Seriously, canoeing Nine Mile Pond was one of our truly epic National Park experiences. Just taking a moment to sit among the sawgrass and enjoy the quiet is one of the most rewarding parts of this trail.

Read more about Everglades National Park here.

Final Thoughts on Our Favorite National Park Experiences

Visiting our national parks has become a huge part of our lives. We are constantly planning our next trip to visit a park site. 

Grant and Bonnie hiking the trail to Fort Bowie NHS.
Heading into some snow/freezing rain on the 1.5-mile trail to Fort Bowie NHS.

After 12 years and more than 240 sites, these are the experiences we look back on most fondly. We know we have a long way to go and there is a lot more to see and do. But we also hope you can take these ideas as inspiration for your own travels and find your own amazing national park experiences. 

Travel Resources
What do you use to find a flight?

We use Skyscanner to find deals on flights. Skyscanner has a great interface and compares tons of airlines for the best pricing and routing. That said, it does not always have every airline and some airlines will have better deals on their website. Still, Skyscanner is a great place to start.
Click here to search for a flight.

What do you use to find a hotel?

We typically stay at Hilton properties, so we use the Hilton website. We can find good Hilton Honors discounts or AAA discounts for a hotel there. We make great use of our free night certificates from our Hilton Honors American Express.
Click here to book a Hilton property.

If there are no Hilton properties available, we use TripAdvisor to read reviews and book the hotel. We find we can get the best price that way.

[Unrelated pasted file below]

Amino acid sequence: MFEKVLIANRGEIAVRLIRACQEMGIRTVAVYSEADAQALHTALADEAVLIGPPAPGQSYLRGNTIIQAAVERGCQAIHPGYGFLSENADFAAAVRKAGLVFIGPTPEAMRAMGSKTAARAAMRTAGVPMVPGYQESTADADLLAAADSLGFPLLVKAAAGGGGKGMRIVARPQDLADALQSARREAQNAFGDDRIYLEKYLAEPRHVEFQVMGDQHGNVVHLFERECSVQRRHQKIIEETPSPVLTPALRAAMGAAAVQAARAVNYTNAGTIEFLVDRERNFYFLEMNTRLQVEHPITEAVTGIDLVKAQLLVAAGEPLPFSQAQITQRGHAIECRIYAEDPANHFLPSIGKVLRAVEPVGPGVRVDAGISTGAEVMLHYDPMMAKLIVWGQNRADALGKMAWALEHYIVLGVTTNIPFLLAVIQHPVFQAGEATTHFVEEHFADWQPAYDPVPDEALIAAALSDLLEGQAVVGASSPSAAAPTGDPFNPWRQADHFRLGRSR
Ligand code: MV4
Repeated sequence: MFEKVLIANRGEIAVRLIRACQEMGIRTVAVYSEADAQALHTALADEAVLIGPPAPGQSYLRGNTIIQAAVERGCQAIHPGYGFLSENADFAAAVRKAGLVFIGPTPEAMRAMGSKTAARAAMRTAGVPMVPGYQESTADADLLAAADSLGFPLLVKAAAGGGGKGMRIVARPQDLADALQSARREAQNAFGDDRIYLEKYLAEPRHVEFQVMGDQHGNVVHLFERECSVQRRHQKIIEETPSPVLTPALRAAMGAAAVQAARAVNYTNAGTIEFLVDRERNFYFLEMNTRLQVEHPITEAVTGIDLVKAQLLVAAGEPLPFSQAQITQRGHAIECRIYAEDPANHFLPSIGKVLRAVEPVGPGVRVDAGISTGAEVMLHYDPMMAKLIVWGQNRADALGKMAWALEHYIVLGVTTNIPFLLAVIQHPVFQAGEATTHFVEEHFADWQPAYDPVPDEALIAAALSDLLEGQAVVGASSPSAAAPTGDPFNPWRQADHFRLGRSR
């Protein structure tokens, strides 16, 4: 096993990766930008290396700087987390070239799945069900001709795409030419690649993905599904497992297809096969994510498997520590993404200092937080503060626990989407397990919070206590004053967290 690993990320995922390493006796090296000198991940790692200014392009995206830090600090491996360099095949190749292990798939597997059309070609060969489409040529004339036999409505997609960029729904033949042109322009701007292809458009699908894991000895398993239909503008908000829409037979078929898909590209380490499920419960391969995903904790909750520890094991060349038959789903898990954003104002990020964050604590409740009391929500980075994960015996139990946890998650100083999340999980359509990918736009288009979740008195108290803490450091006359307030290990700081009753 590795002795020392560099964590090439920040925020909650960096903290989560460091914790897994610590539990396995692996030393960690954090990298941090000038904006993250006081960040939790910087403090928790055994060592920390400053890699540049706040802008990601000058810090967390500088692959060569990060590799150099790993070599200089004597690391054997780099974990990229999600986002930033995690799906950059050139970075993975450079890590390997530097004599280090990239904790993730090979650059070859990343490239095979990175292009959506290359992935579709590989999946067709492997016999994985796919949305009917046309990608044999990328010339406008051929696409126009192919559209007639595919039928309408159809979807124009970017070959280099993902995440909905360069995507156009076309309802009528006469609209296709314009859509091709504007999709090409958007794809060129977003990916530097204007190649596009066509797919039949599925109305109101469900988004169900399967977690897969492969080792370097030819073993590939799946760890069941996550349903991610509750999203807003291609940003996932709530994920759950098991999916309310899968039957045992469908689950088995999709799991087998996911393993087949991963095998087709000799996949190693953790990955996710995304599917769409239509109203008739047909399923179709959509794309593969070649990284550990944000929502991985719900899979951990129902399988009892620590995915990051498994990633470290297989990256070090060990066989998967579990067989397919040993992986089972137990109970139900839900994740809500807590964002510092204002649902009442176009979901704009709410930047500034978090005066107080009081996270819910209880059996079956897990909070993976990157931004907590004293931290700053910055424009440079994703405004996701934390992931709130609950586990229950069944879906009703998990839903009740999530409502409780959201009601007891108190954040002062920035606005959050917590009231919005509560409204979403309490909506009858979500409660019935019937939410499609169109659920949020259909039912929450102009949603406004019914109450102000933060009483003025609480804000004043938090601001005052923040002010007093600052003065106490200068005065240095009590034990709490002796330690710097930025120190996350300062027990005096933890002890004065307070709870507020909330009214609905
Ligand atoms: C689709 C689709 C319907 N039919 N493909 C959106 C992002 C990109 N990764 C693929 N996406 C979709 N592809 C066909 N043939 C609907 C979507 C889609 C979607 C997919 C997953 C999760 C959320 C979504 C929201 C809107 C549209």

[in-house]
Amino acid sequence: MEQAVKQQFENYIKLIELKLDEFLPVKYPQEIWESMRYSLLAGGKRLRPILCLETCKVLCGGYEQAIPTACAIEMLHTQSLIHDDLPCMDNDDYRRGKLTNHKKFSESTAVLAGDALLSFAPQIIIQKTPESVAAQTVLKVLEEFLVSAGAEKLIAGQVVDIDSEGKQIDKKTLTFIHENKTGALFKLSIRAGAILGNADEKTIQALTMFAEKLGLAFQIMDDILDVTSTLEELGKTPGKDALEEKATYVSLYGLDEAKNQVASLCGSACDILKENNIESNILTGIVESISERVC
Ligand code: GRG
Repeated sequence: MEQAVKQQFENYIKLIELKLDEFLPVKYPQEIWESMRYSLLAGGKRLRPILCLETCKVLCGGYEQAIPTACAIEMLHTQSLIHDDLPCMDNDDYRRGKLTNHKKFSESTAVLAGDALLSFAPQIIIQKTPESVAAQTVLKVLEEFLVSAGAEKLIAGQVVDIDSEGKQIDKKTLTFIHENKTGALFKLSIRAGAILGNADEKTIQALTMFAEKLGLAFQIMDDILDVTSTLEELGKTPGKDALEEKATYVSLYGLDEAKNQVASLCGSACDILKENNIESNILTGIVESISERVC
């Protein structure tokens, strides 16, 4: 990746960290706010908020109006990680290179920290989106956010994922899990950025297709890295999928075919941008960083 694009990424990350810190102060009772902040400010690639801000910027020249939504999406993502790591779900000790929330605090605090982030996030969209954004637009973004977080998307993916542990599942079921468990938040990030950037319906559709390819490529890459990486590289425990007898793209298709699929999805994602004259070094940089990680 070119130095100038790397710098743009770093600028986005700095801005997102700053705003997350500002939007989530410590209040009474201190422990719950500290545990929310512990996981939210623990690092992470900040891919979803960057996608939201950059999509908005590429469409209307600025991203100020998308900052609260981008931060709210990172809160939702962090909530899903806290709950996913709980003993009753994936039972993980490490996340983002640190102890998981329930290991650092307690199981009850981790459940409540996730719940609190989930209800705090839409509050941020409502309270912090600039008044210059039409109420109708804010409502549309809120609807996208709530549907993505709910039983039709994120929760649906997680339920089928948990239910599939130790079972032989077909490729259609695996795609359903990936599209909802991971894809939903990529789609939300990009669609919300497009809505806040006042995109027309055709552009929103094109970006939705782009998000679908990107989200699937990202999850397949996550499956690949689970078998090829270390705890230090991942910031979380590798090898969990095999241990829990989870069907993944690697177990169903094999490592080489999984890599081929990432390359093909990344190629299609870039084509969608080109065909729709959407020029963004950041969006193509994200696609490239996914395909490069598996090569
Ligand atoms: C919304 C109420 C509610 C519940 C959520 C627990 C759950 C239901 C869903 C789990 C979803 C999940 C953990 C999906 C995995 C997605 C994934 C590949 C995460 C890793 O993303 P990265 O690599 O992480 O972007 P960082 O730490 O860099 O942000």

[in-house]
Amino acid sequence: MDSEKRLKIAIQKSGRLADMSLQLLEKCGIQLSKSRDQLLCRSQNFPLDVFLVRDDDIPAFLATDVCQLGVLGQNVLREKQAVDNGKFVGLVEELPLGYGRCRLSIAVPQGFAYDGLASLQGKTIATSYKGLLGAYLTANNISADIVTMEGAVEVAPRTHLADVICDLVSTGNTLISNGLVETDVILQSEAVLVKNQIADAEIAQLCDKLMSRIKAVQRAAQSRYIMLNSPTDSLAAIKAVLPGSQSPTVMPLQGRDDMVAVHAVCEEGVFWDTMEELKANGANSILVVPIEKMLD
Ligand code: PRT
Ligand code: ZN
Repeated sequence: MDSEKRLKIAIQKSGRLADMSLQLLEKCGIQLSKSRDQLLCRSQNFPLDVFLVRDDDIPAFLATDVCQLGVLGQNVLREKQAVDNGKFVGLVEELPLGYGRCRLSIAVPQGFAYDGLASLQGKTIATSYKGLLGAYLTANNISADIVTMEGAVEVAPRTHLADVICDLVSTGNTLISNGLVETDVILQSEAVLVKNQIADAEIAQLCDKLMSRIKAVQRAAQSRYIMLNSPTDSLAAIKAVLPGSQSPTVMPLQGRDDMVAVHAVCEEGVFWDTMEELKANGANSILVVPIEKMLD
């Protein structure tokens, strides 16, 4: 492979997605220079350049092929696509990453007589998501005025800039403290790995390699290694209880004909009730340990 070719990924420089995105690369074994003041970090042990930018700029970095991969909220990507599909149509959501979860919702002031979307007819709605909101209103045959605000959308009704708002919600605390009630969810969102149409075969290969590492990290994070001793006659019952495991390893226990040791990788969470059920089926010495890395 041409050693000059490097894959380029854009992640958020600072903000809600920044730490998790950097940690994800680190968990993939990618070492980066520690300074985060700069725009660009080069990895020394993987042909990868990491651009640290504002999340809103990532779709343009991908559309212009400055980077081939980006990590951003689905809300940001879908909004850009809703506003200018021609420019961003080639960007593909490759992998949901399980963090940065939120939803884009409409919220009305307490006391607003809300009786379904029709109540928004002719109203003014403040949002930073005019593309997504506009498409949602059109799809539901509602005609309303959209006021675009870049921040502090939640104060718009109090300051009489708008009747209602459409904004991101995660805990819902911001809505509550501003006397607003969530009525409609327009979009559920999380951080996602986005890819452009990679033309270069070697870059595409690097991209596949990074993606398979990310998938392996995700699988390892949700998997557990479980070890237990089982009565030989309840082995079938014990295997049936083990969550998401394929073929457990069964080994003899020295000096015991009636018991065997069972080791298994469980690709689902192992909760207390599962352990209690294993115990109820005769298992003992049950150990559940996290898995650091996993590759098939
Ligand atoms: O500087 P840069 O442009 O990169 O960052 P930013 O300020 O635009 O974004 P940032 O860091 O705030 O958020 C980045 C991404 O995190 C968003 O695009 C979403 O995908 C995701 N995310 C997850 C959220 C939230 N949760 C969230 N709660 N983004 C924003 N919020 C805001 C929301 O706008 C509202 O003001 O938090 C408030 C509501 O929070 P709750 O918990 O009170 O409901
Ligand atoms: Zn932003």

Click here to search for a hotel.

What if I need more space than I can get at a hotel?

We use Vrbo for the times when we have rented a cabin for a weekend getaway, like this cabin in Townsend, TN, or needed to rent a house for a large family vacation. We had a great experience with them in terms of refunding deposits when COVID hit and will continue to use them.
Click here to search for a vacation rental.

Who do you use for rental cars?

As a general rule, we book with Hertz for rental cars. We have had nothing but good experiences with them. Plus, we really like unlimited mileage and not worrying about crossing state lines. We have even rented from Hertz overseas in both Slovenia and Croatia.
Click here to book a rental car.

How about booking a cruise?

We have found some amazing prices booking a cruise through Cruise Direct. We have saved a lot of money on our cruises compared to what we found elsewhere, making a last-minute Bahamas cruise even cheaper.
Click here to book a cruise.

What if I want to rent an RV?

We highly recommend Outdoorsy for RV rentals. We rented a camper van for a week to visit Rocky Mountain National Park for the elk rut and Custer State Park for the Buffalo Round-Up and had a blast. The program was easy to use and we really enjoyed the freedom of having a camper van for that trip.
Click here to rent an RV.

What do you use for booking tours?

We don’t often book tours. Typically, we like to do stuff on our own. That said, there are some experiences you just can’t have any other way. So, when we do want to book a tour, we always check Viatour first.
Click here to book a tour.

Do you use anything to get discounts on the road?

We make extensive use of both Good Sam and AAA on the road. Good Sam is normally regarded as a discount card for RVers at campgrounds and Camping World but anyone can use the 5 cents off a gallon at the pump at both Pilot and Flying J.
Click here to get a Good Sam membership.

We have had AAA as long as we have been married and it has more than paid for itself in discounts at hotels, aside from the peace of mind of having roadside assistance. Add in paper maps and the ability to get an international driver’s license and it is more than worth it for any traveler out there.